When you see Jeffrey Archer arguing for the popular, you start to see Chris Stephens's point. Like many widely read writers who complain of not being taken seriously by the literary establishment – though there is no literary establishment comparable to the art establishment, for literature has no curators standing guard over galleries that determine taste – Jeffrey Archer veers between pique and defiance: now wanting recognition from the critics, now blowing raspberries in their faces. Myself, I don't quite get why the court of popular approbation is not sufficient for those who seek it. That serious attention you crave, Jeffrey, is for writing of another sort, and it wouldn't keep you in shepherd's pie if you received it.
As for Lowry's popularity, it is not in itself a reason he should be held in high critical esteem. The fact that he is much loved is no more an argument for showing him than it is for not showing him. Popularity is a mark neither of quality nor disquality. It is extrinsic to the work. Though there must, of course, be something in the work that accounts for it. It is not difficult to see why Dickens was popular. He wasn't a great novelist because he was popular, but it is part of his greatness that he reached strenuous and non-strenuous readers alike. Yes, he was sentimental sometimes, and sentimentality in part explains the non-strenuous following he had. But it doesn't disqualify him from greatness. Far from it. A degree of vulgarity or melodrama is necessary in art. Between ourselves, I'd argue for a measure of grossness too. Doesn't have to be sexual, but if it is, so much the better. Such a leavening connects the high to the low and saves the artist from the unpardonable sin of over-refinement. Though where there is only vulgarity or melodrama (as in ... but never mind as in whom) there is no saving the artist from anything, let the whole world love every word or brushstroke.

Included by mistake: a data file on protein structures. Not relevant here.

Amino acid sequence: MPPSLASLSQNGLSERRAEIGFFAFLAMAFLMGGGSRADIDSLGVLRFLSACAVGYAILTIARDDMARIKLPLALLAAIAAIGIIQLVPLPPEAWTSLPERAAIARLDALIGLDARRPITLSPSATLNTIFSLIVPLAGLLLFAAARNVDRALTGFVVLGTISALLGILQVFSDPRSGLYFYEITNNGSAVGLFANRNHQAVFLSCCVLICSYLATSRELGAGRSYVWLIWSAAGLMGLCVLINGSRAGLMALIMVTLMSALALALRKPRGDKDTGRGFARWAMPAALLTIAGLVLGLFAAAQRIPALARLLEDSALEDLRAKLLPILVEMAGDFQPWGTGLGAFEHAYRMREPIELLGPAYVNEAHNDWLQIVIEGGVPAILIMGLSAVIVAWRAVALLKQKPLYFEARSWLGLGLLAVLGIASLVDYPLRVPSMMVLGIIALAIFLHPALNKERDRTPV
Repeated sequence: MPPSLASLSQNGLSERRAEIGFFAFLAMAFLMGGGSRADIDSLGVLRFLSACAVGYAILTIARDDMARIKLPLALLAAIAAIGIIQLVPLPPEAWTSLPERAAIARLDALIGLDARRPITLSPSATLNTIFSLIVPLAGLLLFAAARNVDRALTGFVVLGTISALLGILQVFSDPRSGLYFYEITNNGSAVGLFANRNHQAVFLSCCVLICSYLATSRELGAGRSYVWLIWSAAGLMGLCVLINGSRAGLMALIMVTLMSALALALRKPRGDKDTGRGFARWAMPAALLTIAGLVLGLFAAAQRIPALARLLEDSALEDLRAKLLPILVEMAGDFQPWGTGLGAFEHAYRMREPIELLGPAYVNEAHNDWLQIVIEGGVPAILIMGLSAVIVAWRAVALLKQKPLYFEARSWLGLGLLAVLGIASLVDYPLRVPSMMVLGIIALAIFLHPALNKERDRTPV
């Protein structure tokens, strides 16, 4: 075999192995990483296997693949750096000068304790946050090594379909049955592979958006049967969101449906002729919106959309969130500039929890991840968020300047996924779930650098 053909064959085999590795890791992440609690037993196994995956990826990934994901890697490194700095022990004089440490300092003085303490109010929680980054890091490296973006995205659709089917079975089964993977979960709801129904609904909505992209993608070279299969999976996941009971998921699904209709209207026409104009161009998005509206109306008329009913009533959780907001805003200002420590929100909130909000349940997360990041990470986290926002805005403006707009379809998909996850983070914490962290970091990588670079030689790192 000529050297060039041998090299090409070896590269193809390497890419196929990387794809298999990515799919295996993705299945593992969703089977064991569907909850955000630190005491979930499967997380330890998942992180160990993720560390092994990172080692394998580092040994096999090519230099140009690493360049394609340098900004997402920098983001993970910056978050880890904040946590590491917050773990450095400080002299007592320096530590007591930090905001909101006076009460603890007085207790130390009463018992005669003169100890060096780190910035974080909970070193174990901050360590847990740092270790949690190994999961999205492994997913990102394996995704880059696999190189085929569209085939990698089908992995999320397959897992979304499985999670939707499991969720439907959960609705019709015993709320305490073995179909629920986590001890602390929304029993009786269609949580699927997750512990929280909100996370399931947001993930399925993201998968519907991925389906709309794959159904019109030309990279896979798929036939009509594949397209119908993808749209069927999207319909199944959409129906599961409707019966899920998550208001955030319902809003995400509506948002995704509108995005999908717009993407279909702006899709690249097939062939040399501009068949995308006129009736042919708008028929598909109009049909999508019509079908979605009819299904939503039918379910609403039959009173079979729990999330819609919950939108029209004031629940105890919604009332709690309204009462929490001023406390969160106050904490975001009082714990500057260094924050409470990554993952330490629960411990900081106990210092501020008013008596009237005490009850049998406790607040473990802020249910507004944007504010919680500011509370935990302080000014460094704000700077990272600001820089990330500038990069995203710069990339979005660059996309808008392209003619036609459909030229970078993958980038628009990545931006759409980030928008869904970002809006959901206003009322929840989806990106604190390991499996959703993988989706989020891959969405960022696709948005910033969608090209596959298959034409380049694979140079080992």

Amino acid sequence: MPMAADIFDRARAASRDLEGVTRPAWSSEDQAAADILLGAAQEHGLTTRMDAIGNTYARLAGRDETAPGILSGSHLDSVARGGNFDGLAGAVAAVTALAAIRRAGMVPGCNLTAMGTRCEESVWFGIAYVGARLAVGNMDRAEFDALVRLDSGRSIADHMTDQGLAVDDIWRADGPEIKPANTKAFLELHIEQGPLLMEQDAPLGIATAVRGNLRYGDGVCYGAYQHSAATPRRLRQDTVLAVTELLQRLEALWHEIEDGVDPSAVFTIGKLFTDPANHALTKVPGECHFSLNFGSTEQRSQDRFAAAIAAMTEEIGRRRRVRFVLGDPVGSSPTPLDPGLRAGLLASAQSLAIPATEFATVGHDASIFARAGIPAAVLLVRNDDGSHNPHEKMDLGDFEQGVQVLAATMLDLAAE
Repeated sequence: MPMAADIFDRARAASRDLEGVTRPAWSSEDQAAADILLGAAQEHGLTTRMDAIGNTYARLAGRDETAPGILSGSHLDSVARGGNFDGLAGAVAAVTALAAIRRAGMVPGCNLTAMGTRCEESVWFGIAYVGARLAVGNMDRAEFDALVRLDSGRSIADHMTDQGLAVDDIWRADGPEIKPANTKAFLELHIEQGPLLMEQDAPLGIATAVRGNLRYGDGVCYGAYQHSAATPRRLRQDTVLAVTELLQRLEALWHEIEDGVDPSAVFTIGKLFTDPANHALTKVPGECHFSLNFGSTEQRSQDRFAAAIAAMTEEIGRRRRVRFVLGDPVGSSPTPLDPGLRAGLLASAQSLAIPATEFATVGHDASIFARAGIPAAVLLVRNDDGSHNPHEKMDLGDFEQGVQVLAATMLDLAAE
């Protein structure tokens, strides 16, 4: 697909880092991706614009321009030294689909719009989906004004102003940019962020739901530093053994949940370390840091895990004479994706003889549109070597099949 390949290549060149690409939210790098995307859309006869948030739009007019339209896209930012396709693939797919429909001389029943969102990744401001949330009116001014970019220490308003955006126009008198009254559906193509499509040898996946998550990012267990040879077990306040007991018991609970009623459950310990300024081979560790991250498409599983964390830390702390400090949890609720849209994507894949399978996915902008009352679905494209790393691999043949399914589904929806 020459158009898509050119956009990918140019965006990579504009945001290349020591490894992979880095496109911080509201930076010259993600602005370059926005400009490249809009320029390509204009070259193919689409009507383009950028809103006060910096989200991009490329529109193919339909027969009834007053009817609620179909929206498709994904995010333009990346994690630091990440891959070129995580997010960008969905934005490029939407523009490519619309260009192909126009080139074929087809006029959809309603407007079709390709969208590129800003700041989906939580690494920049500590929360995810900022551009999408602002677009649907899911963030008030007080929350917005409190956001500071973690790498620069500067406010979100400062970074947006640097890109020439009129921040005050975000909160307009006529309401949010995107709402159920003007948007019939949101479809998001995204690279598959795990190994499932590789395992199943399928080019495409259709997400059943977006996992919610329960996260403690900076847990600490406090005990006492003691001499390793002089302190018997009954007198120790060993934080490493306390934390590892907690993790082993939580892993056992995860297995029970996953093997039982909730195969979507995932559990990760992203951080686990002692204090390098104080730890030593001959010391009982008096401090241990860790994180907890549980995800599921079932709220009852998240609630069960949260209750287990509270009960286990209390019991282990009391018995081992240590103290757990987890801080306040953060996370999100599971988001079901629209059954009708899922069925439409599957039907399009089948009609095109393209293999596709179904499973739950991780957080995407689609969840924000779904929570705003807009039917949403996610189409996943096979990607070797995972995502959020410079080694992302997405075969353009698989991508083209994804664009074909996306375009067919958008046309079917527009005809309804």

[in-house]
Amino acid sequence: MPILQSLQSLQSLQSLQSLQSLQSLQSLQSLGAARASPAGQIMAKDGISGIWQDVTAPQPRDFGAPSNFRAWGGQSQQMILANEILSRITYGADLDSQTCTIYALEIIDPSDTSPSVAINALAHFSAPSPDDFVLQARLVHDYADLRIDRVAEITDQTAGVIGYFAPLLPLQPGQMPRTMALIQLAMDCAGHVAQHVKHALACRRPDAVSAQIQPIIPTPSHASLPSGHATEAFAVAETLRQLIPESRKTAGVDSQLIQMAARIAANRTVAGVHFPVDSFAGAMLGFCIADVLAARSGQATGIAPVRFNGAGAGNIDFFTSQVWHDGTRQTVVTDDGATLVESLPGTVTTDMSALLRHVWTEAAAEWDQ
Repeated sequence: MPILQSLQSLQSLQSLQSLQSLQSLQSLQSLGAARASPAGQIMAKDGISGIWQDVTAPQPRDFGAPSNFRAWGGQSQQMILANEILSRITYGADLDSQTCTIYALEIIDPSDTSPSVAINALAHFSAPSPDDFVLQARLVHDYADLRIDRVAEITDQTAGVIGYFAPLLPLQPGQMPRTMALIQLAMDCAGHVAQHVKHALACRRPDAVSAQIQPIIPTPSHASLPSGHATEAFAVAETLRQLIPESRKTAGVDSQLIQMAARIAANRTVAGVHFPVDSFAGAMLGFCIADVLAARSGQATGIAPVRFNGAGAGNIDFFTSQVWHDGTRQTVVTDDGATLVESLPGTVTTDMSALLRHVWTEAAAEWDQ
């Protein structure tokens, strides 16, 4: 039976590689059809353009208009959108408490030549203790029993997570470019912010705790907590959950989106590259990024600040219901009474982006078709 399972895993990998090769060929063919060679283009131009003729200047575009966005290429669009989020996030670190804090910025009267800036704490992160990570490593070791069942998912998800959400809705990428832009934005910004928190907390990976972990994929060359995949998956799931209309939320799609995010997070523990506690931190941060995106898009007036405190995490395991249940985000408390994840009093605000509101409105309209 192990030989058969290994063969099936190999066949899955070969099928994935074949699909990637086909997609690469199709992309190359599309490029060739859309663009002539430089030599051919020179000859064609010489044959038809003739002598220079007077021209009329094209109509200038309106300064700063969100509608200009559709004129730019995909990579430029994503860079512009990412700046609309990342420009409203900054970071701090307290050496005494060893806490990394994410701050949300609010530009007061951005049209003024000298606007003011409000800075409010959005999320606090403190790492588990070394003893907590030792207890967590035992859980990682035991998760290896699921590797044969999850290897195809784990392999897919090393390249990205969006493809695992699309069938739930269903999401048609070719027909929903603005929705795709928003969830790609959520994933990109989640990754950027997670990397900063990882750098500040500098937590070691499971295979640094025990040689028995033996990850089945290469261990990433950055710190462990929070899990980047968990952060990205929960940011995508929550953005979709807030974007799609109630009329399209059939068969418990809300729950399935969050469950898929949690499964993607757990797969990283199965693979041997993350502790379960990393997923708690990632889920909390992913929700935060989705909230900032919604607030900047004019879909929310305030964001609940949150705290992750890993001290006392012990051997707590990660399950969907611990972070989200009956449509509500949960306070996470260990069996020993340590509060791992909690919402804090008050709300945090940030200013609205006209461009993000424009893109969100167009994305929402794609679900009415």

Indubitably there is sentimentality in Lowry too, and it is not on the grounds of that sentimentality that one should champion him. Ian McKellen, who presented the documentary, spoke wonderfully about Lowry's theatricality, but was less convincing on his stick figures being "real", recognisable representations of us. Lowry was not a painter of human psychology; he was a painter of his own. And it's as a painter of subtly disguised introspection, not to say anguished isolation, that he is at his best. It wasn't that he feared life; he felt outside it.
I don't exclude the famous mill and market scenes from this description. Some of his crowded canvases are deranged with purposeless activity. The people are not painted lovingly but with an agitation that resembles rage. If people love him for his warm humanity they are loving what's not there. A good exhibition at the Tate could put that misconception right. I don't mind a little high-mindedness. By all means let the Tate teach us how to see. Show us what we're missing. Show us some of those hellish dead land paintings, visions of a ruined, sterile nature, where nothing breeds or moves. Show us the empty seascapes, near blank canvases of the deepest sorrow. Show us the lovely, creamy landscapes, wandering away like wasted wishes into the never-never. And then yes, show us those usually hidden paintings of sexual hurt and cruelty. If you think Lowry is too popular to be hung, hang him so we can see what his subject really was, what desolation he painted, and with what sadism. And then if people still love him, or love him more, you will have done your job, because affection for art is no sin – it's what the Taste exists to foster, not deride.